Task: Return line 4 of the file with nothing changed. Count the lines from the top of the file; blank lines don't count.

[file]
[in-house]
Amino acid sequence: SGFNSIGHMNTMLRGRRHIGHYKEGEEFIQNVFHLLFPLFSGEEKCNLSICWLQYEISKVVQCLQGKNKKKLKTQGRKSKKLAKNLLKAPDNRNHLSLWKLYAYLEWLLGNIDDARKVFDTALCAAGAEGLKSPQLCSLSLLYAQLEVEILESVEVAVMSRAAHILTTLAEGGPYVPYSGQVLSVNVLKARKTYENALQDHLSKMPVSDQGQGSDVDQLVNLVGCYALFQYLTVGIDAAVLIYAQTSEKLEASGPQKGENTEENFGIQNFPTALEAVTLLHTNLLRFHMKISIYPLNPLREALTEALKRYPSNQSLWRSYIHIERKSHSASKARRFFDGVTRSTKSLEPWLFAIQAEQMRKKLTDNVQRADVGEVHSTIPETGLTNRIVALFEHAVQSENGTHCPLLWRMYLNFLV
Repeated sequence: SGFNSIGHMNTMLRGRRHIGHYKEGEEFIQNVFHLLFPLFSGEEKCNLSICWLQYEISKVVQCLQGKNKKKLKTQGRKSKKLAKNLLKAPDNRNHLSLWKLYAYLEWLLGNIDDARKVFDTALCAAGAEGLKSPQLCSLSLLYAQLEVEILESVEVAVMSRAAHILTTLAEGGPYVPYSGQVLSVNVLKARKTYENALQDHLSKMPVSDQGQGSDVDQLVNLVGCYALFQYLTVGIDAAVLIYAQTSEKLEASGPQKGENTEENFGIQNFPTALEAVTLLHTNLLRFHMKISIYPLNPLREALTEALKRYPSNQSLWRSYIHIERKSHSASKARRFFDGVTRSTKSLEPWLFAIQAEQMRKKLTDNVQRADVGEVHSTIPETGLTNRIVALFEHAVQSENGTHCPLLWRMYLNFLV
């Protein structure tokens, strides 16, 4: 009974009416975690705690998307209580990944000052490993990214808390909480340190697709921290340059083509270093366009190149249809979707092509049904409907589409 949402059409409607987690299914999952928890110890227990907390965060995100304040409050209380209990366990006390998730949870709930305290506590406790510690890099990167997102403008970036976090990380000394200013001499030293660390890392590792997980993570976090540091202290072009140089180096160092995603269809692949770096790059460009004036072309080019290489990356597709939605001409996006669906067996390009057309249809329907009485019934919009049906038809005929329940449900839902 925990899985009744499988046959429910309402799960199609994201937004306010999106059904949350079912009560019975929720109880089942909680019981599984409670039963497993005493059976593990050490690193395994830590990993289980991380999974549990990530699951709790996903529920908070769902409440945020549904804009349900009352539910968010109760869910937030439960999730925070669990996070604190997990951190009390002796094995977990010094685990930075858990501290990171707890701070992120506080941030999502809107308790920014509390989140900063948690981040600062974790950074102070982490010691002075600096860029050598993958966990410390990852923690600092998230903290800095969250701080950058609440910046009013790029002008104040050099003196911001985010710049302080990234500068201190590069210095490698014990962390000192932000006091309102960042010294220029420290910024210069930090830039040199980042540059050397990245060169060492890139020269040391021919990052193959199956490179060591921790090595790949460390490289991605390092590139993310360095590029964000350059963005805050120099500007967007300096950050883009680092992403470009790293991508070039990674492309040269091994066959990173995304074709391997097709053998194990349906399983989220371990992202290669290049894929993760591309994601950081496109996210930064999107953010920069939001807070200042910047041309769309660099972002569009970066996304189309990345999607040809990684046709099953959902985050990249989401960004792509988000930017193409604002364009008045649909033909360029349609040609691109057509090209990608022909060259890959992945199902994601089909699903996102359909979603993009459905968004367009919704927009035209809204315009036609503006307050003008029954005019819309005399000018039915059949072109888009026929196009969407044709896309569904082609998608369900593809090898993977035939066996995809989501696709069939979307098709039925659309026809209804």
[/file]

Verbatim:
């Protein structure tokens, strides 16, 4: 009974009416975690705690998307209580990944000052490993990214808390909480340190697709921290340059083509270093366009190149249809979707092509049904409907589409 949402059409409607987690299914999952928890110890227990907390965060995100304040409050209380209990366990006390998730949870709930305290506590406790510690890099990167997102403008970036976090990380000394200013001499030293660390890392590792997980993570976090540091202290072009140089180096160092995603269809692949770096790059460009004036072309080019290489990356597709939605001409996006669906067996390009057309249809329907009485019934919009049906038809005929329940449900839902 925990899985009744499988046959429910309402799960199609994201937004306010999106059904949350079912009560019975929720109880089942909680019981599984409670039963497993005493059976593990050490690193395994830590990993289980991380999974549990990530699951709790996903529920908070769902409440945020549904804009349900009352539910968010109760869910937030439960999730925070669990996070604190997990951190009390002796094995977990010094685990930075858990501290990171707890701070992120506080941030999502809107308790920014509390989140900063948690981040600062974790950074102070982490010691002075600096860029050598993958966990410390990852923690600092998230903290800095969250701080950058609440910046009013790029002008104040050099003196911001985010710049302080990234500068201190590069210095490698014990962390000192932000006091309102960042010294220029420290910024210069930090830039040199980042540059050397990245060169060492890139020269040391021919990052193959199956490179060591921790090595790949460390490289991605390092590139993310360095590029964000350059963005805050120099500007967007300096950050883009680092992403470009790293991508070039990674492309040269091994066959990173995304074709391997097709053998194990349906399983989220371990992202290669290049894929993760591309994601950081496109996210930064999107953010920069939001807070200042910047041309769309660099972002569009970066996304189309990345999607040809990684046709099953959902985050990249989401960004792509988000930017193409604002364009008045649909033909360029349609040609691109057509090209990608022909060259890959992945199902994601089909699903996102359909979603993009459905968004367009919704927009035209809204315009036609503006307050003008029954005019819309005399000018039915059949072109888009026929196009969407044709896309569904082609998608369900593809090898993977035939066996995809989501696709069939979307098709039925659309026809209804």